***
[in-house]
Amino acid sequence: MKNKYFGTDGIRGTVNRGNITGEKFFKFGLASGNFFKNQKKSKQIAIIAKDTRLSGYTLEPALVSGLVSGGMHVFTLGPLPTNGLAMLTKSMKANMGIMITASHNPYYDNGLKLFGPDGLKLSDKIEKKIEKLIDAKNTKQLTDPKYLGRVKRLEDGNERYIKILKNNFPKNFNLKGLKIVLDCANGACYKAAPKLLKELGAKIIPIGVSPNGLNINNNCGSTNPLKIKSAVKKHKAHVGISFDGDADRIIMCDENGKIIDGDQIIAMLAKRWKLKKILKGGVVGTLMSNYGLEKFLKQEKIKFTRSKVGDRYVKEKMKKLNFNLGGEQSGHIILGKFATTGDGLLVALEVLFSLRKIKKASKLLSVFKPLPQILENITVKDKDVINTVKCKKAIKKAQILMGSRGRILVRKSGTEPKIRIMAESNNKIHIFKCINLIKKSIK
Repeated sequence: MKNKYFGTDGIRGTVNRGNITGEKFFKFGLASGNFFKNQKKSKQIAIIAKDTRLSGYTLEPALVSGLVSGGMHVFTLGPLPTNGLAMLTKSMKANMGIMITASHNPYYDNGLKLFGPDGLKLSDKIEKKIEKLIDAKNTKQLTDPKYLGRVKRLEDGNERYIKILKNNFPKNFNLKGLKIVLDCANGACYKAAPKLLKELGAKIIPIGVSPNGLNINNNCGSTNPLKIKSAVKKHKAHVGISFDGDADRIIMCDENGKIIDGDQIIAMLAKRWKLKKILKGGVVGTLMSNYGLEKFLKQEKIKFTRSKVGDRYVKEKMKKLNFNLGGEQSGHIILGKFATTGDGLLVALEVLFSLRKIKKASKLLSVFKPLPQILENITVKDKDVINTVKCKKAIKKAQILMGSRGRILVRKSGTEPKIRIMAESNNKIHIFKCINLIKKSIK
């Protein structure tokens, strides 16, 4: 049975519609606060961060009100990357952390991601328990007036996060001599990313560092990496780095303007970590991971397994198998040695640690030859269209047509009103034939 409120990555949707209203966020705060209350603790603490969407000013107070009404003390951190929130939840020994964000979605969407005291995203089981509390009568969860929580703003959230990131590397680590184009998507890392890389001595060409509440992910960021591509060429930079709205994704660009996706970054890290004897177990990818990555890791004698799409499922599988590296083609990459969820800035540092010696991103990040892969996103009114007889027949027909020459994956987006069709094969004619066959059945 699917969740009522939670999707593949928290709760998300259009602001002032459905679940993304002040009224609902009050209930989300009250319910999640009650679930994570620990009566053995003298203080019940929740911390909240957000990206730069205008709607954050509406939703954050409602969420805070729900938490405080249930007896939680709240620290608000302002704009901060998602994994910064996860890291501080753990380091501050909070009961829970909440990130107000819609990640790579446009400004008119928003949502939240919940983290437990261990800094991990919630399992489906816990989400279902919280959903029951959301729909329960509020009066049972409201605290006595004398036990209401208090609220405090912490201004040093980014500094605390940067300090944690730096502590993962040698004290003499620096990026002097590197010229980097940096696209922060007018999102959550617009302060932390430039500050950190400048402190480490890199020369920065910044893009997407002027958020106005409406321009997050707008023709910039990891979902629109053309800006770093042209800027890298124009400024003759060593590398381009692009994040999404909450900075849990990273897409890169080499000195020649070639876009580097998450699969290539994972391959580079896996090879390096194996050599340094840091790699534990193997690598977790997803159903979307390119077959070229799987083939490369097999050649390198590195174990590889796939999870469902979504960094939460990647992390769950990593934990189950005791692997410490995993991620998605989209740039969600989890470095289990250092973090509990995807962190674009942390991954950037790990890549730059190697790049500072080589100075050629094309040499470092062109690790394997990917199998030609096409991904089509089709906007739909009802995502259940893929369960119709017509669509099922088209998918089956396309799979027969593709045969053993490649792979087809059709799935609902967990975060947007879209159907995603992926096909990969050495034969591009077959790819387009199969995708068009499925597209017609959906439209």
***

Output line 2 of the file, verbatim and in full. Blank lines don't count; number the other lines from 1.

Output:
Amino acid sequence: MKNKYFGTDGIRGTVNRGNITGEKFFKFGLASGNFFKNQKKSKQIAIIAKDTRLSGYTLEPALVSGLVSGGMHVFTLGPLPTNGLAMLTKSMKANMGIMITASHNPYYDNGLKLFGPDGLKLSDKIEKKIEKLIDAKNTKQLTDPKYLGRVKRLEDGNERYIKILKNNFPKNFNLKGLKIVLDCANGACYKAAPKLLKELGAKIIPIGVSPNGLNINNNCGSTNPLKIKSAVKKHKAHVGISFDGDADRIIMCDENGKIIDGDQIIAMLAKRWKLKKILKGGVVGTLMSNYGLEKFLKQEKIKFTRSKVGDRYVKEKMKKLNFNLGGEQSGHIILGKFATTGDGLLVALEVLFSLRKIKKASKLLSVFKPLPQILENITVKDKDVINTVKCKKAIKKAQILMGSRGRILVRKSGTEPKIRIMAESNNKIHIFKCINLIKKSIK